There is little to nothing to report this week on legislative activity. Appropriations and budget leaders are still putting together a FY 2021 budget for consideration when the legislature is able to return for a vote — or, in the case of the House, to vote by proxy. It’s difficult to imagine, for the moment, how they can craft a budget without sound numbers on how much money is available to appropriate. No doubt the amount of money certified for appropriation in February is off the table since the coronavirus outbreak.
While leaders are no doubt busy setting priorities, the longer they wait for final decisions, perhaps the clearer the picture will be on the pandemic’s true damage to the economy. There is no alternative constitutional method for certifying projected funding. Legislators will simply have to make their own projections — with the help of the tax commission and economic modeling — and agree on a total budget. They will also have to agree on how much of the Rainy Day Fund to make available for appropriation. For the members who have been around for a while, this is surely like deja vu all over again, except worse.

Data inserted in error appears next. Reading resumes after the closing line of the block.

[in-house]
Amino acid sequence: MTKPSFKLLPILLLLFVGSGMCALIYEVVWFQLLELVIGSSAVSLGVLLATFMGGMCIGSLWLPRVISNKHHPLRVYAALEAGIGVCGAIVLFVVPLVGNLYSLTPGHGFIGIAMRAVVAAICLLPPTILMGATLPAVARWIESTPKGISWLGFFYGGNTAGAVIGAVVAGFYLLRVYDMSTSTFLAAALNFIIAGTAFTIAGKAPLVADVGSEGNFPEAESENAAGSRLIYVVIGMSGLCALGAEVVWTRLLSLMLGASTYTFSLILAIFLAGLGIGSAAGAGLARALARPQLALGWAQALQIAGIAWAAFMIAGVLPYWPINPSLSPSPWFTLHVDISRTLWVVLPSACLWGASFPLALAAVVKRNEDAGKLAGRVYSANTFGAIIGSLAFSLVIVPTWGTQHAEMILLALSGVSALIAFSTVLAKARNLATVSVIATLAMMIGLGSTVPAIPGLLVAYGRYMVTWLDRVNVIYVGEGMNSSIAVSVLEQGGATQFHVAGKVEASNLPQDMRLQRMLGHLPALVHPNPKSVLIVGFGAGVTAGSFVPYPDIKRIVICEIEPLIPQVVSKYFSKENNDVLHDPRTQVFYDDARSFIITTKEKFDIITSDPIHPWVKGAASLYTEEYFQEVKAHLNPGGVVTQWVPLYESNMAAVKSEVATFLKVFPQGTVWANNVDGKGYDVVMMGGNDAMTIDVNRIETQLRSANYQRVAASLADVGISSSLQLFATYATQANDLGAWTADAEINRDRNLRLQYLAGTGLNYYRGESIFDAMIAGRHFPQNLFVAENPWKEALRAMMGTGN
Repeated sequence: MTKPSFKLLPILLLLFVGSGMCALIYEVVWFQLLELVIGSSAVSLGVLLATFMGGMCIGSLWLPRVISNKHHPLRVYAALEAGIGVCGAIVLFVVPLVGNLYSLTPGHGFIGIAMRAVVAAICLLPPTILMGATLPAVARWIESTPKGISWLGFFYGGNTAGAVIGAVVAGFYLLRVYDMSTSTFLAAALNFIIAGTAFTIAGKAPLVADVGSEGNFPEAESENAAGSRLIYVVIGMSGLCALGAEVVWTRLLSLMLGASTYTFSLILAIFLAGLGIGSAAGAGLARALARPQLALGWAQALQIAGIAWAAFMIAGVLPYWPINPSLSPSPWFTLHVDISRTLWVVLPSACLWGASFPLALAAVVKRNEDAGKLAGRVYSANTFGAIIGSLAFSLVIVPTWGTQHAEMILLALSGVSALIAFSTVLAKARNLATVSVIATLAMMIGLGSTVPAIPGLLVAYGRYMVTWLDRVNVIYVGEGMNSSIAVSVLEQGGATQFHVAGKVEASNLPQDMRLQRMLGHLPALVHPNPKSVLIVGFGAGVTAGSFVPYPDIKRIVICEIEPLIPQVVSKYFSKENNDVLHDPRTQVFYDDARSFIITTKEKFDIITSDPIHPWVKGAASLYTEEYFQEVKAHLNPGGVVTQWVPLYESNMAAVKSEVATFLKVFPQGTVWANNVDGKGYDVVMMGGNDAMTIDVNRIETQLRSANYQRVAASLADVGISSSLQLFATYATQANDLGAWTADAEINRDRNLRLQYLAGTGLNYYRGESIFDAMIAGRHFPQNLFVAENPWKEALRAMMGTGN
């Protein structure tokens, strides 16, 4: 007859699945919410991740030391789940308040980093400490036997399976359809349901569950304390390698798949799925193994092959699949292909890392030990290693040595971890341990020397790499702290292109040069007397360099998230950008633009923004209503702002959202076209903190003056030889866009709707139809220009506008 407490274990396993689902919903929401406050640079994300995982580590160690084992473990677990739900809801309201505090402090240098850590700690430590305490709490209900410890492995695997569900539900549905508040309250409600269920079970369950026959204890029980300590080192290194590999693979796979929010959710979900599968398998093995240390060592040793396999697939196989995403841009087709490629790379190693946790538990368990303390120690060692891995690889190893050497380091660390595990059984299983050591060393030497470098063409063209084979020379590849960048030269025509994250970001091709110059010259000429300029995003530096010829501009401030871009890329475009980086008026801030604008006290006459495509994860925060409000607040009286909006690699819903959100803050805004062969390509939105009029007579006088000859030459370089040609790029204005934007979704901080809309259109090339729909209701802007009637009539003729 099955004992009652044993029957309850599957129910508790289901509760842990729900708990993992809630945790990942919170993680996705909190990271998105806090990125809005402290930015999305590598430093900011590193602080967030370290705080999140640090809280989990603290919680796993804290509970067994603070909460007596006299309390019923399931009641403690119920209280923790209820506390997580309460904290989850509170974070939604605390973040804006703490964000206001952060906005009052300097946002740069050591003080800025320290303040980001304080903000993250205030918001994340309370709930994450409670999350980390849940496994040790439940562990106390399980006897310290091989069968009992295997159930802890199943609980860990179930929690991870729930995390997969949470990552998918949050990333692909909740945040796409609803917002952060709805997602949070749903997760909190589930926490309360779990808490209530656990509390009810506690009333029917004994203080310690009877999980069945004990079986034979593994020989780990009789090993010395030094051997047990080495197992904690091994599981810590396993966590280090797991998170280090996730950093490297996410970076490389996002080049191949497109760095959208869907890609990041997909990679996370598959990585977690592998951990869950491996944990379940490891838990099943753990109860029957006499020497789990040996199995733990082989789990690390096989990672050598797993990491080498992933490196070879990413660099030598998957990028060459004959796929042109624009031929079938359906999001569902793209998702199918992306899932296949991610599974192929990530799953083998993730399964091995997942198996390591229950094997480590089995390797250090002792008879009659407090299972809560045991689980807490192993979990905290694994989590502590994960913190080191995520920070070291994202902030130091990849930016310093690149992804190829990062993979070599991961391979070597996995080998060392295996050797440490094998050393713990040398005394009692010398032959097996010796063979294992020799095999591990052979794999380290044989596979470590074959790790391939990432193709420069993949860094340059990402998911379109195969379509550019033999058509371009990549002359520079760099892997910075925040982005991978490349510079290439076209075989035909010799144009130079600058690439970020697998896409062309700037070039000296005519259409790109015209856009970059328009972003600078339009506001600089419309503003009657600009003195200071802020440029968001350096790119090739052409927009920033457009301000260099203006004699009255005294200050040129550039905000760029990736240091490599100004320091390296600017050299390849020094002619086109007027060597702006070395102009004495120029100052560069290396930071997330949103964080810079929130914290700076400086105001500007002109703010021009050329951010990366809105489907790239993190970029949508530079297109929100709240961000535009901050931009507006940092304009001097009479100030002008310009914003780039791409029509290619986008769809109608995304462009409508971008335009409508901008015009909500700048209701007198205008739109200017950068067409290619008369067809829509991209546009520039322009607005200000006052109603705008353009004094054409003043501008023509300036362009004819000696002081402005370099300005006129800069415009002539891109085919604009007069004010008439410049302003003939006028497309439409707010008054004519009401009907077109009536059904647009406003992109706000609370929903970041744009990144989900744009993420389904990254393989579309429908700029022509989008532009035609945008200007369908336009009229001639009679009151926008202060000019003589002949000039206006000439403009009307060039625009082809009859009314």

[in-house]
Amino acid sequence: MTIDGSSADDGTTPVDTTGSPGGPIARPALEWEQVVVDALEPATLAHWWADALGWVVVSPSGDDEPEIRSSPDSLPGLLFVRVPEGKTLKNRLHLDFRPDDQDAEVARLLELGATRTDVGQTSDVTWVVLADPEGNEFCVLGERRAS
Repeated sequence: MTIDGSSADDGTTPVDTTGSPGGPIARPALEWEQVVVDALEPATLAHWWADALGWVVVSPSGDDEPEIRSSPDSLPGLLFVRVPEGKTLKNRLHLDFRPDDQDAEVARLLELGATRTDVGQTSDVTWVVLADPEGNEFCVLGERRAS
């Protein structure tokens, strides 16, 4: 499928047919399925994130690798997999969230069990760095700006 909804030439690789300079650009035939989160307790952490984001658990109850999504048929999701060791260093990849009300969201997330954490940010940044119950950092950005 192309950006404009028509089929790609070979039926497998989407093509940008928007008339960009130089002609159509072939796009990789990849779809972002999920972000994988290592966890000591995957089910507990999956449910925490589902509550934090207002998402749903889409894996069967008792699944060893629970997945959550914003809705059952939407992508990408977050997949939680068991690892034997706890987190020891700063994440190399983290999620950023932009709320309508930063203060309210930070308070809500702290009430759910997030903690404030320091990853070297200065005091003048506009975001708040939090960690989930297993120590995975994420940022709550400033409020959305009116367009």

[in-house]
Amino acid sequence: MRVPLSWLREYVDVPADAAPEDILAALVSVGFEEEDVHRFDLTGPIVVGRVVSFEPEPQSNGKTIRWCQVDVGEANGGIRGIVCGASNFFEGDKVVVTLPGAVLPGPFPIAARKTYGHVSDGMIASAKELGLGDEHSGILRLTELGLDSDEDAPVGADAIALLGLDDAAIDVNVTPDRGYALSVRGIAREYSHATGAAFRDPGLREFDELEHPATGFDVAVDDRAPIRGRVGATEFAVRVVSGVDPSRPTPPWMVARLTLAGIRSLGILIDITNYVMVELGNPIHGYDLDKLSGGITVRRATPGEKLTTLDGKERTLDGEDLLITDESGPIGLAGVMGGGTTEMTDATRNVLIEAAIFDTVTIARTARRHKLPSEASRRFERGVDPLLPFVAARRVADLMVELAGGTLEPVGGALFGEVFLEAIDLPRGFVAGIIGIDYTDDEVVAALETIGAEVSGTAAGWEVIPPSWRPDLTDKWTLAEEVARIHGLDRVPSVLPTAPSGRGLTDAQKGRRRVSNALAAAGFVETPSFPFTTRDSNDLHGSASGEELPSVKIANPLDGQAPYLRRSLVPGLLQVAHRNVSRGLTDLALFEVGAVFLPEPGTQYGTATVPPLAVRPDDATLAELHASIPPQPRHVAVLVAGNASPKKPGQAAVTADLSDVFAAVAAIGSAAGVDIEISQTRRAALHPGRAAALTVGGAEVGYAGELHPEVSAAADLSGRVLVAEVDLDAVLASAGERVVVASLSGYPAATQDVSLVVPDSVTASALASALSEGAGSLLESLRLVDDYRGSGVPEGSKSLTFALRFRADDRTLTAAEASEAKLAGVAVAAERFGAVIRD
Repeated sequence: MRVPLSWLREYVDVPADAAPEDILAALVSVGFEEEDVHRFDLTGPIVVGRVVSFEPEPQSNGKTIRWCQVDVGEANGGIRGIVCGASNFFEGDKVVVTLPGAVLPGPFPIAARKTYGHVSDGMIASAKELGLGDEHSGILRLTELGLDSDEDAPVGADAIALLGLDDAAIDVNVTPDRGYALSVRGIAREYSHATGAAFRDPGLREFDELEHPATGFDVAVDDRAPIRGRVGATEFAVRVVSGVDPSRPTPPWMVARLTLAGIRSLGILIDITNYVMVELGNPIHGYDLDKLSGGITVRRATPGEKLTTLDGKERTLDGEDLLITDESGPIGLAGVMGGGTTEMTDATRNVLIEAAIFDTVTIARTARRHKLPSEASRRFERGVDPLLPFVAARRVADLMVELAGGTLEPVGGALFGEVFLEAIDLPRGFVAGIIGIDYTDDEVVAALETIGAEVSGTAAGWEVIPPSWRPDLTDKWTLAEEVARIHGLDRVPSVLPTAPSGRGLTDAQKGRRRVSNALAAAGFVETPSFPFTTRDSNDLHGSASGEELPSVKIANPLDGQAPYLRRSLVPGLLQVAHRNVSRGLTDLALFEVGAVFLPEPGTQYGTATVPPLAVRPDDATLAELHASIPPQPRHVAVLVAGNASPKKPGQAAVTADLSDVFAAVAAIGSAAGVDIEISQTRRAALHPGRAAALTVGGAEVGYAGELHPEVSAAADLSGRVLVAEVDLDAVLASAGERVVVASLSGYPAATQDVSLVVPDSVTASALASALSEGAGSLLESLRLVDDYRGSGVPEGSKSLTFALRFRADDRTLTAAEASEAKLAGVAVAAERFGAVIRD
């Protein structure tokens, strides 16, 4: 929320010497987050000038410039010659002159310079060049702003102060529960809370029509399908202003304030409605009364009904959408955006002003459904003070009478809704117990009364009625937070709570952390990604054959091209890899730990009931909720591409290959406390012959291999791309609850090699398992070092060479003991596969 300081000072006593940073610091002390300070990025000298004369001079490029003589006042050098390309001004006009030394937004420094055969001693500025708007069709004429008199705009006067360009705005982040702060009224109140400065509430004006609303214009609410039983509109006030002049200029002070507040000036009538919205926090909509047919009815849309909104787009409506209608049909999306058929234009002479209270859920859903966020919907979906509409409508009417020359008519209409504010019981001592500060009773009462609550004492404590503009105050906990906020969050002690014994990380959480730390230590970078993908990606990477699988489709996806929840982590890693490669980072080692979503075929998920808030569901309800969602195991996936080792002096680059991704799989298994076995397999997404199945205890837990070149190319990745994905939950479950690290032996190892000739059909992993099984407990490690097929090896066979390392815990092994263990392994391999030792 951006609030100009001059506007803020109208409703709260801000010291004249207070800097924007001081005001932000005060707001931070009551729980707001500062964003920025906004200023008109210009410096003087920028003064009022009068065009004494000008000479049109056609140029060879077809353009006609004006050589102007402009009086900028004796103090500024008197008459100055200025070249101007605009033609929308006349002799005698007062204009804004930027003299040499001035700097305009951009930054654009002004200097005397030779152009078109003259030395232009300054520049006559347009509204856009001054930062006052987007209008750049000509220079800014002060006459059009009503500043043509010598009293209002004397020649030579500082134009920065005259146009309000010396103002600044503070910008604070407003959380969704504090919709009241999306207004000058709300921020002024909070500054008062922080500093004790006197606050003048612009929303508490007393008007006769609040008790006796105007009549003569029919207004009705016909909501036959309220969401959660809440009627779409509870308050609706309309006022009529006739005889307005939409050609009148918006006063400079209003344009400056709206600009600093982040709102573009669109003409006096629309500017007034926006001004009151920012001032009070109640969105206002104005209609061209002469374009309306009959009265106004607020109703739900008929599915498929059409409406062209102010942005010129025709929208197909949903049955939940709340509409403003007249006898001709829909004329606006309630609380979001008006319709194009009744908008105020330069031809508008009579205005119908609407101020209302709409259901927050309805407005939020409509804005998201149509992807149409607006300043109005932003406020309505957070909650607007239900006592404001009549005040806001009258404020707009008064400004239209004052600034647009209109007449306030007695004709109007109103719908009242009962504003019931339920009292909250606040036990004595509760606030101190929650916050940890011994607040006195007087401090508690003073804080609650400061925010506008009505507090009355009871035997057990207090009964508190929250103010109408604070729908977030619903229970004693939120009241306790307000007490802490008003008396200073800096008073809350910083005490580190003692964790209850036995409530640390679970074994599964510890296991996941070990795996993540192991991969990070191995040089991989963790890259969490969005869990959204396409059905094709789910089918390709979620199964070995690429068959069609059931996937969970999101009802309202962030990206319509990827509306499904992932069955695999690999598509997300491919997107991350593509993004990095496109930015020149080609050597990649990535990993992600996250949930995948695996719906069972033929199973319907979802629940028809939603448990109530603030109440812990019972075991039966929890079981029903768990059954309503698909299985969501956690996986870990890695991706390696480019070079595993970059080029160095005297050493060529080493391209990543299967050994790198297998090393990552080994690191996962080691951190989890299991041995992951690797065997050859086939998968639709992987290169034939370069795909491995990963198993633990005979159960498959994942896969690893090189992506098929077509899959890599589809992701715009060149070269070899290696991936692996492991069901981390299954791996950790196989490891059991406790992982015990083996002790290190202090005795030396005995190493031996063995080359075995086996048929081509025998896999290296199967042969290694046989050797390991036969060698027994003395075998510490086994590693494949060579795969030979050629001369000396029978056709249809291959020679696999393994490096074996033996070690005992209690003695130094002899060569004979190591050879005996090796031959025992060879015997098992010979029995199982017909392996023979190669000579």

As for policy matters, the longer the recess goes, the less likelihood there is of passing significant legislation. There just simply is not the ability for discussion and debate, the give and take that is necessary to produce good legislative outcomes. There is also practically no ability for interested citizens outside the building to affect legislation. Truthfully, it would be rather undemocratic to ram through unnecessary, far-reaching legislation in a closed building with little access of citizens to their elected representatives.
Since Oklahoma City has severely limited activity within its boundaries until April 16, it’s hard to imagine the legislature will be back in session before then. Depending on where and when the COVID-19 surge occurs, it could be longer. Legislators can certainly be forgiven if not a lot happens this session. Hopefully, they will do whatever needs to be done on the health care front to deal with the crisis, pass a budget to keep the ship of state afloat, and avoid any temptation to pass controversial measures under cover of the crisis. This state has need for good policy in many areas, and it’s a shame to lose a year of potential. But I think most citizens will likely be happy to just be alive to face those important issues when this crisis is over.